I'm afraid I don't understand your last sentence, but if you are asking where to propose a sitewide change to the heading size - I don't know, but I suggest starting on the forums. There is a proposals system, but it's very complex and I'm not sure how it works or if it is still used.
Caesar Schinas 17:22, 28 May 2009 (UTC)
Hi, Tim, let me step in here as a Constable, please. I'm afraid that Caesar is 100% right on this. We do have guidelines for standardization of certain features and they really do have to be followed. There have been some arguments in the past, I believe, *long* before either of you joined, and some of the problems seem to be that different people working on CZ have very different computer systems, and what I see on my screen is sometimes quite different from what you may be seeing on yours (because of different monitors, operating systems, browsers, computer settings, etc. etc.). So something that looks too small to you, may well look too large to me. This is why we insist on standardization of formatting within our articles. So I fear that you really are going to have to change things to what Caesar says they should be.
As he says, the place to bring this up is in the Forums -- but *after* you've made the changes, hehe. (Or while you're doing it.) There *is* a Proposals system, but it's long, complicated, drawn-out, and I frankly don't think that in the two years I've been here it has *ever* actually caused any single thing to have been changed. In spite of millions of words that were put into various Proposals. But you could always try.... Hayford Peirce 17:35, 28 May 2009 (UTC)

(unindent)Here are examples of the four sizes.

====Early life and family====
===Early life and family===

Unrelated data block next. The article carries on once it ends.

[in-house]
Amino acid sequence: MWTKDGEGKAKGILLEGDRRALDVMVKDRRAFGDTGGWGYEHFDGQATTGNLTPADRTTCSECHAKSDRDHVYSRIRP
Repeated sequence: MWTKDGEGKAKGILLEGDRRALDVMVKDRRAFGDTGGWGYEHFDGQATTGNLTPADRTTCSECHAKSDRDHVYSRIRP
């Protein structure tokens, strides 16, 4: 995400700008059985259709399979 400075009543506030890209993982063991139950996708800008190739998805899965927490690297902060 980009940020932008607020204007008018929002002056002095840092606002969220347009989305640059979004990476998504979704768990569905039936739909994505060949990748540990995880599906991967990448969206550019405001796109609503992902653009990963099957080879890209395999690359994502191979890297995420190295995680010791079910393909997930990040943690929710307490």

==Early life and family==
=Early life and family= 

Personally, I think that Vincent's use of the three looks better than the two, but then again, I like the smaller one with *four* even better than that. (remove the pre and /pre above, then click on Show Preview to see what they look like.) It ought to be possible to get a definitive ruling from *someone* on this. Hayford Peirce 21:40, 28 May 2009 (UTC)

This may well have been discussed when Derek first designed the default skin. I think quite a few thought the headings were too big. There is no reason why this could not be opened again in the forum. I agree with Caesar that this change needs to be at the global level not by using fourth level instead of second level headers. Tom, another possability is for you to use a different skin such as mono. You can change the skin in you preferences. Chris Day 21:50, 28 May 2009 (UTC)
Another way to change this just for yourself is to create a custom stylesheet for yourself - click here, edit the page, and add something like #content h2 { font-size:1.5em; }.
Hayford, Tim is now using four. I do agree that smaller is better, but as Chris says, even if a decision is made to use smaller headings, the change should take place in the sitewide CSS, not by changing the code on every page. For a start, the use of four headers for sections precludes the use of more than one level of subsection. Worse, the fact that it is semantically wrong can damage our search engine rankings.
Caesar Schinas 05:47, 29 May 2009 (UTC)

I happened to "trip", accidently, over this discussion, so I might add a remark: Though I think that visual appearance is very important, it is -- for a collaborative project like this -- absolutely essential that the basic markup is logical markup (in contrast to visual markup). Thus == A == indicates a section and not a specific choice of font. One would not start a table of contents with a subsection or even a subsubsection, would one? (By the way: Where does =title= fit in?) Only if the markup is logical (indicating content), appearance can be changed uniformly (and individual choices can also be offered.)